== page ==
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Doctor discussing treatment options with patient who has pancreatic cancer

Pancreatic cancer

Diagnosing pancreatic cancer

A thorough and accurate cancer diagnosis is the first step in developing your pancreatic cancer treatment plan. Our cancer doctors will perform a comprehensive array of tests designed for diagnosing pancreatic cancer and determining the type and stage of the disease. During your diagnostic evaluation, you may undergo a number of tests, such as a laparoscopy, chest X-ray or bone scan, to determine if the cancer has grown beyond the pancreas. The test results help us formulate treatment recommendations tailored to you and your needs.

Common evaluations designed for diagnosing pancreatic cancer include:

Biopsy

A biopsy is an important part of formulating a pancreatic cancer diagnosis. During a biopsy, doctors remove a small amount of tissue from the pancreas. An endoscopic ultrasound-guided fine needle aspiration biopsy is a common procedure when pancreatic cancer is suspected.

Endoscopic retrograde cholangiopancreatography (ERCP)

We use ERCP for pancreatic cancer to remove samples of cells or fluid to be viewed under a microscope, to relieve an obstruction of the bile duct, or to place a stent into a narrowed duct to help keep it open. We may use a SpyGlass endoscope, which has a fiber-optic probe attached to a camera that allows us to identify obstructions in the bile duct.

Imaging tests

CT scan: A CT scan for pancreatic cancer uses X-ray images to present detailed images of the pancreas. With the GE Discovery PET/CT 600 Scanner, a four-dimensional CT scanner that produces detailed cross-sectional X-ray images of structures within the body, our radiologists are better able to plan treatment in accordance with patients’ breathing patterns.

MRI: When diagnosing pancreatic cancer, our team may use MRI, which uses radiofrequency waves to create detailed cross-sectional images of the pancreas.

Ultrasound: An ultrasound for pancreatic cancer uses sound wave technology to provide echoes of the pancreas. The echoes that pancreatic tumors produce are different from those of healthy tissues. In some cases, endoscopic ultrasound may be used. This technology allows us to view high-quality images of the pancreas and deliver treatment directly to a pancreatic mass.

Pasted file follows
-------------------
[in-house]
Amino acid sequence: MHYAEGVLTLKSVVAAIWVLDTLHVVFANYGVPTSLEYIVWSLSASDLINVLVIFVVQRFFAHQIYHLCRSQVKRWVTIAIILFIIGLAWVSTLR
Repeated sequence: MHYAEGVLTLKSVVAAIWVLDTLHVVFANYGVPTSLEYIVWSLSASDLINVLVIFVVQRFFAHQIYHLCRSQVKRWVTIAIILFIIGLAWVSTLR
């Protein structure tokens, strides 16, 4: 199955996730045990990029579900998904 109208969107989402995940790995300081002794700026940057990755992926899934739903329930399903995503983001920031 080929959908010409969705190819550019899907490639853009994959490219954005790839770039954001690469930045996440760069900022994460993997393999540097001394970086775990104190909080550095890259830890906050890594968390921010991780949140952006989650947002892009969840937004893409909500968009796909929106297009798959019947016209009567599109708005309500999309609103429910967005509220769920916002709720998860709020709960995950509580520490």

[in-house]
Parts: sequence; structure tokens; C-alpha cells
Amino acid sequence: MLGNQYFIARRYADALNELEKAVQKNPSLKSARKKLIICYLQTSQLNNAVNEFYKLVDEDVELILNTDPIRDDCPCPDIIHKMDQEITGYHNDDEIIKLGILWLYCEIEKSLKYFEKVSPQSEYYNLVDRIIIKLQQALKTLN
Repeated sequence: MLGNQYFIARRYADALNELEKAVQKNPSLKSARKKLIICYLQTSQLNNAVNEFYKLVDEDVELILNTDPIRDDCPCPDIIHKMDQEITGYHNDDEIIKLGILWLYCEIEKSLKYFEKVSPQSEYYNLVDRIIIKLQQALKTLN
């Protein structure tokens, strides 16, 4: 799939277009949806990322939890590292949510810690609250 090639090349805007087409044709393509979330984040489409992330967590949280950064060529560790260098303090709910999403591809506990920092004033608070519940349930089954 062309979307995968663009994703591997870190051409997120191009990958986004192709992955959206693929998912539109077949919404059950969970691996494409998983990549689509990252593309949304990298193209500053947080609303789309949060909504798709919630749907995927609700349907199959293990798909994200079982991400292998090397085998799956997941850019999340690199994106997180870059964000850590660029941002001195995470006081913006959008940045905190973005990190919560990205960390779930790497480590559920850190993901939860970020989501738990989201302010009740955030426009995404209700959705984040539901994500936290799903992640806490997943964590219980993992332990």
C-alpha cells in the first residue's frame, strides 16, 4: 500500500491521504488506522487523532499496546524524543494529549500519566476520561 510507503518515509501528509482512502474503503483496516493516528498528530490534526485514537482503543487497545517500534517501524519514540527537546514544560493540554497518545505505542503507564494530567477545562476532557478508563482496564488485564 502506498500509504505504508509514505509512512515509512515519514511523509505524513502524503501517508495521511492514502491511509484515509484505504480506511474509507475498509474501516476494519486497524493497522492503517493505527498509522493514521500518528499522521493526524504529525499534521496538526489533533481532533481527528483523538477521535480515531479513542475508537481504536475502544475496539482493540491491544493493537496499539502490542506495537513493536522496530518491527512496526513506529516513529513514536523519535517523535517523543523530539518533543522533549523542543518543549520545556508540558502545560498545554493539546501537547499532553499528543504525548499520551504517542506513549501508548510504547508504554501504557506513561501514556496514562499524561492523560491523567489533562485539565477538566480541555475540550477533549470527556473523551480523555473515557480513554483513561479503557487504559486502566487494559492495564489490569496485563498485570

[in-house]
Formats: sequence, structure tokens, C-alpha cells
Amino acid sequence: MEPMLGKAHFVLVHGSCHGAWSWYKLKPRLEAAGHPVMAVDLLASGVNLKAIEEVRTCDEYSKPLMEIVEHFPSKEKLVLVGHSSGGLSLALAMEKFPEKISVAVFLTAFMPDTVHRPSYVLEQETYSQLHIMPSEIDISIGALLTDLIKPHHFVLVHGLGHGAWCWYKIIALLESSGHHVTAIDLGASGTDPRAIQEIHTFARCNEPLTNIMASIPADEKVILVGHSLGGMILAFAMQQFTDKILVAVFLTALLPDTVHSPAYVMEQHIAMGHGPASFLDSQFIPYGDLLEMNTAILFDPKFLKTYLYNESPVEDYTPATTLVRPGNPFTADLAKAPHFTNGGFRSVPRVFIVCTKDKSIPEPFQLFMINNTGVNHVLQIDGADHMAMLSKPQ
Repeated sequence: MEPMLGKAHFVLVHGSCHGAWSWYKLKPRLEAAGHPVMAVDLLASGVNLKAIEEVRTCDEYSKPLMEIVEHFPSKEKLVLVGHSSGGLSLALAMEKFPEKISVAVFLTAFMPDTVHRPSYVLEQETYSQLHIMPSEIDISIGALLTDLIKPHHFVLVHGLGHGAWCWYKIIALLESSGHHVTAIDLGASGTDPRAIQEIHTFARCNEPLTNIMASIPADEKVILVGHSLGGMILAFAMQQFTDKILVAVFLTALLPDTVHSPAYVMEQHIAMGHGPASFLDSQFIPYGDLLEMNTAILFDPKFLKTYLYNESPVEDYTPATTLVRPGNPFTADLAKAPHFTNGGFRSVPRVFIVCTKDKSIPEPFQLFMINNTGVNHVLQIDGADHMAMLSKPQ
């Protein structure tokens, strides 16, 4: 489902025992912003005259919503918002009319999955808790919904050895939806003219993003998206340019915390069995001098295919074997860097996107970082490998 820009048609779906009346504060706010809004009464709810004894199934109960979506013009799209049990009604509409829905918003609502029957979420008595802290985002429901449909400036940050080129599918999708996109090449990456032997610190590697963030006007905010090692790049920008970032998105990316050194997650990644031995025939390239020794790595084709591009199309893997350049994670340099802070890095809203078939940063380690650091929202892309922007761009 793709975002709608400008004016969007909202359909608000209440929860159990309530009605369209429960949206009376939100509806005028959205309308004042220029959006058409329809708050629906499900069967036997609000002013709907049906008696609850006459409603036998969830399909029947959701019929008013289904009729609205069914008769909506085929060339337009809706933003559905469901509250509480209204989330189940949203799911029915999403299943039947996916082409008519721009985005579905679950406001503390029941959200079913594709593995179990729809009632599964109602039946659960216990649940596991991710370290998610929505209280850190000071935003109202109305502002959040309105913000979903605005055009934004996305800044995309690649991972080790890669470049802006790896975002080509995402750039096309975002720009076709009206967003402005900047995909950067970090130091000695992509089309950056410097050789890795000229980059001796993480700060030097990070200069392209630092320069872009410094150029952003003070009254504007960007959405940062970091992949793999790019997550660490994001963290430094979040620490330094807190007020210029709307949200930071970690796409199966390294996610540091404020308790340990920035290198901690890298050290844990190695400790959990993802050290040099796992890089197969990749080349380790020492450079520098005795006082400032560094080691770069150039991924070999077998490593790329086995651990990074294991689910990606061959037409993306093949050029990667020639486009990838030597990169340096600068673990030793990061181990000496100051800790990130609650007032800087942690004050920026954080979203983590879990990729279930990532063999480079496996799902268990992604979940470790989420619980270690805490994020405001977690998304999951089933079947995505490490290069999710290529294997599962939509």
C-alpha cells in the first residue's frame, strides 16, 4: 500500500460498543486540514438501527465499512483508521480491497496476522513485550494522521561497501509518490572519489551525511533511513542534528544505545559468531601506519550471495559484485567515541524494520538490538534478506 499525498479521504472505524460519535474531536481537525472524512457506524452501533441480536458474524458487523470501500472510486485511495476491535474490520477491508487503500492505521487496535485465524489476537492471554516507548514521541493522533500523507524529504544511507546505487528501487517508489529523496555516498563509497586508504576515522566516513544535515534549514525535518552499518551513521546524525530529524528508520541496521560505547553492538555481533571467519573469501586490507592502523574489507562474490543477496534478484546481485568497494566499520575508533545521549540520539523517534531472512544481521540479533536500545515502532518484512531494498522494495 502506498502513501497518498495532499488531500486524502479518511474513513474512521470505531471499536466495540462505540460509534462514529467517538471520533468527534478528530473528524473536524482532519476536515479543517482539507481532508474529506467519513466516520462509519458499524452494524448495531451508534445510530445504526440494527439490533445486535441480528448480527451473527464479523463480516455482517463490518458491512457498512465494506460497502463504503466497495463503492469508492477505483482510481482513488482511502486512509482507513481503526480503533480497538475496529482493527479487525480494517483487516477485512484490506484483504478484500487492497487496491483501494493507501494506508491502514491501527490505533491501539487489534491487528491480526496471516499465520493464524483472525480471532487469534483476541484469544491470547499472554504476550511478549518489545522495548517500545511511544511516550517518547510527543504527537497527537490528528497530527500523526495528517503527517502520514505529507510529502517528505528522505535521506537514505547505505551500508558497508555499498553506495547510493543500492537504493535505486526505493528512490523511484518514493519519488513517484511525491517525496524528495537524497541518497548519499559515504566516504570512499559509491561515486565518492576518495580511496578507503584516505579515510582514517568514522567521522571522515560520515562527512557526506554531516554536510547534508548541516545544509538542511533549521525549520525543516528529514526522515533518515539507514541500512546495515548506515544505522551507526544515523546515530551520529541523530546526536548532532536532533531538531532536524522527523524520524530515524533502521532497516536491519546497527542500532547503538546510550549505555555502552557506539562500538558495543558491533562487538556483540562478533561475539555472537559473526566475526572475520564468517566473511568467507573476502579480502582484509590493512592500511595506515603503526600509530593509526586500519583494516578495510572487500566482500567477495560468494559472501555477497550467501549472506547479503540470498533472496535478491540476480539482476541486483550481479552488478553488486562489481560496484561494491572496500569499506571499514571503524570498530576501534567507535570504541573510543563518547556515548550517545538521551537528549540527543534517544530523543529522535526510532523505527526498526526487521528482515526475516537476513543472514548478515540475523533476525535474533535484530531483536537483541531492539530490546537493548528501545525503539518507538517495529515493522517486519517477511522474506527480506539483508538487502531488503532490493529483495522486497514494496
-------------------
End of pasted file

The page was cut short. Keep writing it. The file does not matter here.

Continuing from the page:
X-ray: An X-ray for pancreatic cancer constructs images of inside the body to detect and stage the disease.

Percutaneous transhepatic cholangiography: During this test for pancreatic cancer, our doctors inject dye into the liver to closely examine bile ducts that have possibly been altered by the disease.

Angiogram: With this test, our doctors inject dye into an artery to outline the blood vessels and then take images to reveal how, or whether, blood flow in a particular area is blocked by a tumor.

Other imaging tests include:

Lab tests

We may use laboratory tests to check for tumor-associated antigens, such as an elevated CA 19-9 (carbohydrate antigen 19-9) level. We may also check billirubin levels because high levels may indicate blocked bile ducts.

Other lab tests may include:

Advanced genomic testing: Genomic testing examines a tumor on a genetic level to look for the DNA alterations that are driving the growth of cancer. By identifying the mutations that occur in a cancer cell’s genome, we can better understand what caused the tumor and tailor treatment based on these findings.

Nutrition panel: With this test, we evaluate patients for deficiency of nutrients, such as vitamin D and iron. The test helps us identify the nutrients patients need replaced or boosted to support their quality of life.

Laparoscopy

During a laparoscopy for pancreatic cancer, our doctors make a small incision in the abdomen to closely explore the normality of the area. This may be a useful tool for staging pancreatic cancer, and to determine whether the cancer has metastasized to the liver.